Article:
We went into The City to see a show this past weekend. “Wicked” truly lived up to its advance billing. I got all misty, like the big puss-boy I am, at the end of Act I. After the matinee, we decided to have some Chinese food before we headed home. We drove down Van Ness to Broadway and went through the tunnel, emerging in Chinatown.
Coming out of the Broadway tunnel always makes me think of the Bugs Bunny cartoon where he digs that really deep hole and emerges upside-down in China. You come out of the darkness, and FM radio silence and all the signs on the streets and buildings are now in Chinese characters; and you know what Bugs meant when he says he knew he should have taken that left turn in Albuquerque.
We went into a place at Stockton and Broadway that my wife knew from her days living in SF. We really had a great meal, but service there really demonstrated the cultural differences between East and West.
As we usually do with Chinese food, we ordered way too much stuff. My daughter laughed as the different people brought more and more plates and shoved stuff around on our tiny table to make room for everything.
She and my wife laughed again when I espoused my “Show Crab” conspiracy theory (show us one, serve us another). We watched the cook come out of the kitchen, pluck a large, wriggling, live Dungeness from the tank near the front door and return to the kitchen. It was about 3 minutes later that the waiter brought our huge plate of fried crab to the table. The crab had been killed and cleaned, the legs and claws were all separated and cracked; it had been fried, sauced and plated impossibly fast. We watched to see if they would show us the “smoking gun”: the cook re-emerging to return the “Show-Crab” to its tank to await its next performance. No go. I remain skeptical.
It wasn’t until the end of the meal that I was really sure who our waiter was (he was the guy who took the money) because four different people came to our table during different stages of the meal. Division of labor is common in Western restaurants too, but you can usually tell food-runner-guy from order-taker-guy from busboy. But here, I couldn’t tell who was supposed to be doing what. They all stood facing us in a shoulder to shoulder line up against the kitchen pick-up window about four feet from our table throughout the course of the meal; and despite this close proximity to us and to one another, none of them seemed to communicate with the others about what was going on with our table at different stages of our meal.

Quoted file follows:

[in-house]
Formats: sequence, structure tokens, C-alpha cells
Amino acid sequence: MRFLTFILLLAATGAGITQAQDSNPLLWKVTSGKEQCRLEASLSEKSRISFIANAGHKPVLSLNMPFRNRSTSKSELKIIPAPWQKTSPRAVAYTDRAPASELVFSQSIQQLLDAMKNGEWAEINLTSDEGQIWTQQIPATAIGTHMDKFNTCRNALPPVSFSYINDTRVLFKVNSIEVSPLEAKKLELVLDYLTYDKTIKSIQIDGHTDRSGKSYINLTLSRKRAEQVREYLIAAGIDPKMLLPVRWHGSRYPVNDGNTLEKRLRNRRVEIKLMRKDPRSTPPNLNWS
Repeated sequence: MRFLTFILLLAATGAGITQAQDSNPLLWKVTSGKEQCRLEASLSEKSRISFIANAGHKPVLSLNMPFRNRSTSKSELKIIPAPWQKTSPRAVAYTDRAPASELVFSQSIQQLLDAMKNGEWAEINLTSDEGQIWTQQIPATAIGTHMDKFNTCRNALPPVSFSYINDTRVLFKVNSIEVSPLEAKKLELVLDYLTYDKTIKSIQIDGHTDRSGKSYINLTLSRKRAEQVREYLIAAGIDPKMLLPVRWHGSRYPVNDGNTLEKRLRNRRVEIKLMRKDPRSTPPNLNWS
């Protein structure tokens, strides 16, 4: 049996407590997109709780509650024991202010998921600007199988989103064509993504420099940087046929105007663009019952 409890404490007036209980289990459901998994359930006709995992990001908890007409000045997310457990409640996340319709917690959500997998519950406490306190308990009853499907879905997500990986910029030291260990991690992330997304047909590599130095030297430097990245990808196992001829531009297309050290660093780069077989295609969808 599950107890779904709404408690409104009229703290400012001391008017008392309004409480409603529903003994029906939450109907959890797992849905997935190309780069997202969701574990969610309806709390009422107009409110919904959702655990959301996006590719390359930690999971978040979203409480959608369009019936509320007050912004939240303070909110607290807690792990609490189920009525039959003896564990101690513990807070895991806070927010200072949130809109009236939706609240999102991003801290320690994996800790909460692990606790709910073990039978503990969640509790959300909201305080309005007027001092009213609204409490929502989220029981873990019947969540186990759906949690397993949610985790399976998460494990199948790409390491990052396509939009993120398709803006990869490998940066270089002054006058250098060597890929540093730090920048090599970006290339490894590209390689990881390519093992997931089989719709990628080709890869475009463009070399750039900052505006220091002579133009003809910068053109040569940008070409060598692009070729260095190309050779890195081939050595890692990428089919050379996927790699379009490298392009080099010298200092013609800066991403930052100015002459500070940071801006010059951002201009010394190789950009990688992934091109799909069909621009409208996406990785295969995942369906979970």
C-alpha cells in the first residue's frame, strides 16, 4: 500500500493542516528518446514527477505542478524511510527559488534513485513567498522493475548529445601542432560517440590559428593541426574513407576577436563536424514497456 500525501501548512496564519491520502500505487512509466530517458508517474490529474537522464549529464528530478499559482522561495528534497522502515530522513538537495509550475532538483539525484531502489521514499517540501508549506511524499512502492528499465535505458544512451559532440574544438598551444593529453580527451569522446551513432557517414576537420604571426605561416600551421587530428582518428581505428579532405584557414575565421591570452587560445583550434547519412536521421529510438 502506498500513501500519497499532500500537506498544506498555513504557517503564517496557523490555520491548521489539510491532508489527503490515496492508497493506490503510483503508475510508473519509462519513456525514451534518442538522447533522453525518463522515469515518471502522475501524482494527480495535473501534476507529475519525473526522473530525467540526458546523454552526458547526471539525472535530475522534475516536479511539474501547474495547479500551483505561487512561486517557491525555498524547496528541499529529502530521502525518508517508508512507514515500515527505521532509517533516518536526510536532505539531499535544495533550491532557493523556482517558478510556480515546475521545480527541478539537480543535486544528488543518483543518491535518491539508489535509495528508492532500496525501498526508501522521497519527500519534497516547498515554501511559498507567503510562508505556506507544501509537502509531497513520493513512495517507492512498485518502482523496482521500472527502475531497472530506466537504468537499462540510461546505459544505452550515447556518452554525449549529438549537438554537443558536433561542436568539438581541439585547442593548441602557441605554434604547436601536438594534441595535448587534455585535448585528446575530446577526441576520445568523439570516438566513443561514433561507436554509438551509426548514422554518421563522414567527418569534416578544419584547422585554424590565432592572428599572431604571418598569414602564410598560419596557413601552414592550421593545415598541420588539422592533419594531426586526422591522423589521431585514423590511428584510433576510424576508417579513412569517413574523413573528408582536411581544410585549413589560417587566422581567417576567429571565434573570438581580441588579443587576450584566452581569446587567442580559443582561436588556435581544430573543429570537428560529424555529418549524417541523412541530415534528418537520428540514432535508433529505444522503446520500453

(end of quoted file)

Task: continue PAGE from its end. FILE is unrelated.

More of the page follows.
They all attempted repeatedly to clear plates. I had to tell them, “No, I’m still eating that. No, I’m still eating that. NO, I AM STILL EATING THAT!!” One guy dropped the check when we were a little over halfway done. I know people don’t usually order dessert in Chinese places, but at least let me finish the entrees. We were paying with plastic, but leaving a cash tip. After running our card, it was returned to the table and my wife signed. No sooner had the pen left her hand someone grabbed the slip from between the many plates still on the table (they had thankfully given up on clearing by that time). When they noticed that there was nothing written on the tip line of the slip, it was returned to us. We left our cash tip on the table and as we were standing up to leave, the Gang of Four moved in to clear the table before we had a chance to even push in our chairs.
There are many clichés around Chinese restaurants. The gigantic menus with10 pages of stuff like Pork Blood Jelly or the weird desserts with beans in them. I swear they put stuff like that on there just to see if us “round-eyes” will order it. There’s the disinterested waiter who is watching the chicks and the cars go by outside as you order dishes, nodding his head and saying, “ya, good dish, good dish…”; the surly owner who, and this actually happened to me once, insisted after a two hour meal that “You go now! Other people coming, this table!!” And of course no great Chinese restaurant experience is complete without having to go through the kitchen to get to the tiny bathroom. Not sure I needed to see that bucket of frogs sitting on the floor in there…
In Chinese restaurants you can ask the waiter to bring out dishes in a certain order all you want (“We’ll start with the Hot Barbequed Prawns and Pot stickers, then we’ll have the Salt and Pepper Whole Crab, Pork Chow Mein and a side of steamed rice…) but you will only receive them one way: the order in which they are ready. This is true even in “Western” style restaurants in Asia. We were at a very modern hotel restaurant in Malaysia where an old friend, an American, was the GM. We were a party of four and when only three out of four first courses arrived, we politely waited. Our friend said “You better go ahead and start…” because he knew it might be some time before the fourth dish arrived.
These are not really major issues to us because we know what to expect. The fact is that many of the things that most Americans would consider rudeness or service flaws are cultural norms for Chinese. It is only on special occasions that a meal is lingered over. Otherwise, it’s eat and get back to work. Meals, especially in restaurants, are always eaten “family style” and everything is shared; and most dishes are not strictly defined as a starter or a main course. They’re just dishes, so serving them in a particular order is not a priority. But the old’ Bait and Switch on the crab is probably something learned from American seafood purveyors.